their support. Not all godfathers are financiers. Some of them are useful because of their
social influence in their immediate society. By the time an aspirant incur expenses in paying
the godfathers, payment for personal security, expensive party application forms, media and
publicity, agents, etc, he becomes desperate to recoup what he spent during the campaign
immediately he enters the office. In some cases, such an elected representative may spend
about two years in office - within a tenure of four years- focussing on this aspect of his private
Article 2(3), International Covenant on Civil and Political Rights, 1966.
CFRN, 1999 as amended, ss, 1(2), 7(4), 118(5), 178(5), 117(2) at the background of s.36 right to fair hearing
and s. 42 freedom from discrimination.
"Nigeria Leaders `Stole' $380 Billion," BBC News Online, October 20, 2006,
http://news.bbc.co.uk/2/hi/africa/6069230.stm. Retrieved 3 June 2017.
According to the CIA World Factbook, in 2006 the GDP of the United States stood at $13.21 trillion, while
that of the United Kingdom was estimated at $2.346 trillion. https://www.cia.gov/library/publications/the-world-
factbook/geos/us.html. Retrieved 3 June 2017.
concern. In the third year he may just begin to prepare for a second term in office passing
through the same system that brought him into office, with little or nothing to show for his
performance apart from exaggerated publicity of uncompleted projects.
Section 91 of the Nigerian Electoral Act 2010
provides that a Presidential candidate can
spend a maximum amount N1,000,000,000 (2,500,000euro); a Governorship aspirant should
not spend more than N200,000,000 (500,000euro); a Senatorial candidate: N40,000,000
(100,000euro); House of Representative candidate: N20,000,000 (50,000euro); State House of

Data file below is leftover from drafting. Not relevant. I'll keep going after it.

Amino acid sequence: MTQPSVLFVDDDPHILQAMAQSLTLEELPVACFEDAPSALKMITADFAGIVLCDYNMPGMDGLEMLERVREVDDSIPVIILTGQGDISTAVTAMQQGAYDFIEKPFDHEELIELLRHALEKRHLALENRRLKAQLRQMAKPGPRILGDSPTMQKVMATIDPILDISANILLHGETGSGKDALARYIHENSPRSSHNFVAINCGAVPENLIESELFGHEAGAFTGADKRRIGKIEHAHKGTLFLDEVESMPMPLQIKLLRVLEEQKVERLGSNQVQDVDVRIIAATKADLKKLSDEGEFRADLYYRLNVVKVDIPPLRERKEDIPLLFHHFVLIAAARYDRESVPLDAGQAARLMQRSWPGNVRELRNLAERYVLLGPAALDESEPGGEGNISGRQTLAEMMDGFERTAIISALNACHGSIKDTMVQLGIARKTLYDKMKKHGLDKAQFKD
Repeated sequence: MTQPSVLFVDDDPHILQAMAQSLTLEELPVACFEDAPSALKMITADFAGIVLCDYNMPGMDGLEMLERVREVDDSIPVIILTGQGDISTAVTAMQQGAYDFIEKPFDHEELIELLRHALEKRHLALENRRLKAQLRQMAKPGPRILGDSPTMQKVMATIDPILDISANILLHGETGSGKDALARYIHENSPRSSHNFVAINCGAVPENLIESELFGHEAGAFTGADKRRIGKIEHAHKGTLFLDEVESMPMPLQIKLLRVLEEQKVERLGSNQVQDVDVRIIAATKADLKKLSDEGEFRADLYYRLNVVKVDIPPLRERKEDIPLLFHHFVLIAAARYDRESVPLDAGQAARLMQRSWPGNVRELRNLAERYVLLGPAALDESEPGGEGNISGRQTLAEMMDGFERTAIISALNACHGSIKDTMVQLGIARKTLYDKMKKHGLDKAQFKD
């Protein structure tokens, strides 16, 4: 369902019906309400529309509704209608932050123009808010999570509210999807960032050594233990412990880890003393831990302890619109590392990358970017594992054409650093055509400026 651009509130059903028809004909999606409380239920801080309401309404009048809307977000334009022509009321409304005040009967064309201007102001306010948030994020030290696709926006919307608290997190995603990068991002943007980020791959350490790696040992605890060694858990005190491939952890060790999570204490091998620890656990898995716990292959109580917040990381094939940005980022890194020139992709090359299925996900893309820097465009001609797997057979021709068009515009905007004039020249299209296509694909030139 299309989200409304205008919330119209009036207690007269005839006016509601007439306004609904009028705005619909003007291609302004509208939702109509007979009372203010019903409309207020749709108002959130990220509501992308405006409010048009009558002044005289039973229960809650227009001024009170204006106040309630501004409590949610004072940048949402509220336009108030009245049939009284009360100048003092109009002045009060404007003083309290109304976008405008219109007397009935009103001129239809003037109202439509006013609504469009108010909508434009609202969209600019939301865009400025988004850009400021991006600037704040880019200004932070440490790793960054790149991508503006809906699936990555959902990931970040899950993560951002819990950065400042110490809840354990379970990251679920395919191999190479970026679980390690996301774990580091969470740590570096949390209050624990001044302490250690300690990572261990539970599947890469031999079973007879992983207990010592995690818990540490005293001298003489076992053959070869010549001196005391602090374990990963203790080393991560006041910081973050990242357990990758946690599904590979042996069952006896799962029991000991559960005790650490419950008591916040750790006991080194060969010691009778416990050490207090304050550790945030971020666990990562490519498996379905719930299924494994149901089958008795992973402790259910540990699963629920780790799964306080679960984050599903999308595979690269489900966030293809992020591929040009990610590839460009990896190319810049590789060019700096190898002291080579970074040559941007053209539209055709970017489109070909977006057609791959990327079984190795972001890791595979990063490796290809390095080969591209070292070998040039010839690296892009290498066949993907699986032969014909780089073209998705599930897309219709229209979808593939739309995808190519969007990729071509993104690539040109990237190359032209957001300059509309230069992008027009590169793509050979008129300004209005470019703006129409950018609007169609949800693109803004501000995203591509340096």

Assembly candidate: N10,000,000 (25,000euro); Local government Chairmanship candidate:
N10,000,000 (25,000euro). The current situation in Nigerian politics is so expensive that
aspirants usually spend more than what is stipulated by law. For example, it is not possible to
know how much was received by a godfather behind closed doors. In addition to this, is the
fact that the citizens have become so impoverished that they sell their votes during party
primaries and the general elections. By the time the elections are fully conducted, aspirants
have become financially drained.
Imposition and non-performance
Many candidates are imposed against the wishes of the people and they end up being
unproductive because they lack the managerial acumen needed to steer the ship of
governance. In Ethiope East Local Government for example, Ochuko Unuagba who was the
Chairman of the council between 2003 and 2011 had nothing to show in terms of
infrastructural development. Rather, he was alleged to have focused on expanding his private
farms and hotel business located in Eku. Unuagba was the political godson of Ighoyota Amori
and the Governor James Ibori. Though Amori was from Ethiope West Local Government area
of Delta state, he was the political King maker who fronted for the Governor across the State.
There was a twist in his political permutation when Alex Imara the brother-in-law of Amori
contested to be Chairman of Ethiope East Local Government Area. Sunny Akpodiogaga
Emeyese who represented Ethiope East Local government at the State House of Assembly fell
out with Amori. In conjunction with other leaders from the local government like Emmanuel